Last updated on 18 September 2013
FSA tender into listeria growth and survival
The Food Standards Agency is inviting tenders for research that will help identify how vacuum and modified air packaging will affect the growth and survival of Listeria monocytogenes.
It will also look at how measures to reduce it may conflict with advice regarding control of Clostridium botulinum. The information will assist with the Agency’s Listeria Risk Reduction Management Programme, directed at reducing the risk of listeria to humans.
L. monocytogenes is responsible for the largest number of deaths from foodborne disease in the UK and has been identified as a key pathogen requiring action by the Agency. A tailored risk management programme has been developed to focus effort and identify the appropriate intervention points in the food chain. In addition, communication strategies have been developed to ensure the effective delivery of information to high risk groups about risk and avoidance of L. monocytogenes.
Vacuum or modified air packagings are highly effective ways of preventing food spoilage. The current guidance on shelf-life of chilled vacuum or modified air packaged products focuses on C. botulinum as being the main microbiological risk to the consumer. However, other pathogens, such as L. monocytogenes, may also be capable of surviving the packaging processes.
This project will commission a literature review, and conduct predictive modelling on how vacuum and modified air packaging affect the growth characteristics of L. monocytogenes. The foods to be focused on will most likely be ready-to-eat smoked fish and seafood, and cold sliced meats. These are products that are commonly packed in this way and are associated with both L. monocytogenes and C. botulinum contamination.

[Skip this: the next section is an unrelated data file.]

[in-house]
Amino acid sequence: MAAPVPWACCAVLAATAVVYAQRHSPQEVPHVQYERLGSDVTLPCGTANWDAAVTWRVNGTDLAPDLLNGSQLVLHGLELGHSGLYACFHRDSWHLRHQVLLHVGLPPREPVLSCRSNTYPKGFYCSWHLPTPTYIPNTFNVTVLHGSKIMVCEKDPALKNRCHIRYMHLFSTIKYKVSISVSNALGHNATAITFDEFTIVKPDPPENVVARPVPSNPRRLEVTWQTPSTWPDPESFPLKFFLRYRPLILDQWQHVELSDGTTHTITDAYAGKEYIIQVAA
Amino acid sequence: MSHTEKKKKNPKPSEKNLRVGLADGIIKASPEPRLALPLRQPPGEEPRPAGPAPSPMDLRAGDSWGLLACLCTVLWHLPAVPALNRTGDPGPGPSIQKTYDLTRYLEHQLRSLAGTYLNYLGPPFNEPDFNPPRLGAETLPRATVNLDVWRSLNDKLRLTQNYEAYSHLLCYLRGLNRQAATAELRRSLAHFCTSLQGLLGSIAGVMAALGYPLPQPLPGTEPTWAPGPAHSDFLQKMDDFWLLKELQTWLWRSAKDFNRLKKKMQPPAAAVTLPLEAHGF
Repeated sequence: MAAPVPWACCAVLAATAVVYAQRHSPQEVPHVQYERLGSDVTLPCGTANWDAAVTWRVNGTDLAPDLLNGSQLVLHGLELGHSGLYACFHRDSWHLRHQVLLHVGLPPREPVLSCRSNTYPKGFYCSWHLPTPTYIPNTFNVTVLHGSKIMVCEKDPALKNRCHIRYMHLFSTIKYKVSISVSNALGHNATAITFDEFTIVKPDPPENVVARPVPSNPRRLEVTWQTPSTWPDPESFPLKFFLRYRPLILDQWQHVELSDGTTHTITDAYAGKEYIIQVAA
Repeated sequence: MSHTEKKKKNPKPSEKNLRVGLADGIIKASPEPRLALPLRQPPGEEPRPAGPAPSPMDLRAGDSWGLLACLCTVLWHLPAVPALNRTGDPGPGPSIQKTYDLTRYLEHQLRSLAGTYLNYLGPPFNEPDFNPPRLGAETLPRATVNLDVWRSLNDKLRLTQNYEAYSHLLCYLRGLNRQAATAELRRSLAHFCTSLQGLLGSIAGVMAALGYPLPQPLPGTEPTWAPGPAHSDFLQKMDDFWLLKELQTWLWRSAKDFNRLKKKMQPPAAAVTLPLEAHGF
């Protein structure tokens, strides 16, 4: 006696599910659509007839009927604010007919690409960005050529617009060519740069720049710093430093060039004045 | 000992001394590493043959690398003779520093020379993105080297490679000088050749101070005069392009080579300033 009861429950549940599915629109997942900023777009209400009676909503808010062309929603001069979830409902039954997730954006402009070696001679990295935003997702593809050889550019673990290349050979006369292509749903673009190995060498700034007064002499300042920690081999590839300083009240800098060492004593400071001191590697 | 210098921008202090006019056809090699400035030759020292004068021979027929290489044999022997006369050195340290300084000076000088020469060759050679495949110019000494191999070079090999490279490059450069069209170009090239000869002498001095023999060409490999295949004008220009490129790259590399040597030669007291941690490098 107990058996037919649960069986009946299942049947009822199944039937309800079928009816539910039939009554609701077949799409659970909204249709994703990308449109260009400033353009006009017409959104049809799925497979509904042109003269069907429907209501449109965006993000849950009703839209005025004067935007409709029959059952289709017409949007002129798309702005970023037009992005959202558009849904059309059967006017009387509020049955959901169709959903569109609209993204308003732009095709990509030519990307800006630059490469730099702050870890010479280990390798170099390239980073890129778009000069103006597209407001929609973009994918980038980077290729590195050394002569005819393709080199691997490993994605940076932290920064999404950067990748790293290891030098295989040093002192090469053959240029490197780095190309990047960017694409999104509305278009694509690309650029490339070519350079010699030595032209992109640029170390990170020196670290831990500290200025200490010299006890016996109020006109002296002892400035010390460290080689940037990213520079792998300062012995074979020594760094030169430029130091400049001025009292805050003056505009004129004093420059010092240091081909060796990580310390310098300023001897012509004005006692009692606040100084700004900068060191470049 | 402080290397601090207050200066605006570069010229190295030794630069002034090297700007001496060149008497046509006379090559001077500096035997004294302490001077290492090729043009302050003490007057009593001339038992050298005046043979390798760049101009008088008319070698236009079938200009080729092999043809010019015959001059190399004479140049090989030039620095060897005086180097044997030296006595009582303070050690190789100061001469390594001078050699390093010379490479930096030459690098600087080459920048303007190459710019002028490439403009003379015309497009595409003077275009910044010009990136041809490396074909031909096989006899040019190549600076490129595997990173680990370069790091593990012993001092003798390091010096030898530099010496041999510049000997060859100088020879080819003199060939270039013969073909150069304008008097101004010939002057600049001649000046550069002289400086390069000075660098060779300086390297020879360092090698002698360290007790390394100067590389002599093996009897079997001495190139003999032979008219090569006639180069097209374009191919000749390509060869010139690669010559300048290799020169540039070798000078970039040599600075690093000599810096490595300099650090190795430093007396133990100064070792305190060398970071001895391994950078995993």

The literature review will identify whether there are any conflicts with the current advice relating to C. botulinum in chilled vacuum and modified air packed products. It will distinguish whether this guidance needs to be revisited or whether advice relating to L. monocytogenes in products packaged in these ways, need to be developed.
A systematic and critical review of literature will be able to provide the majority of the information necessary to carry out this project. In addition, predictive modelling packages may be used to simulate different products and assess the growth of L. monocytogenes under these conditions.
How to apply
Applications should be submitted online using our electronic procurement system by the closing date of 13 November 2013. To find out more about this call for tender, you will need to register as a supplier on ePPS via the link below.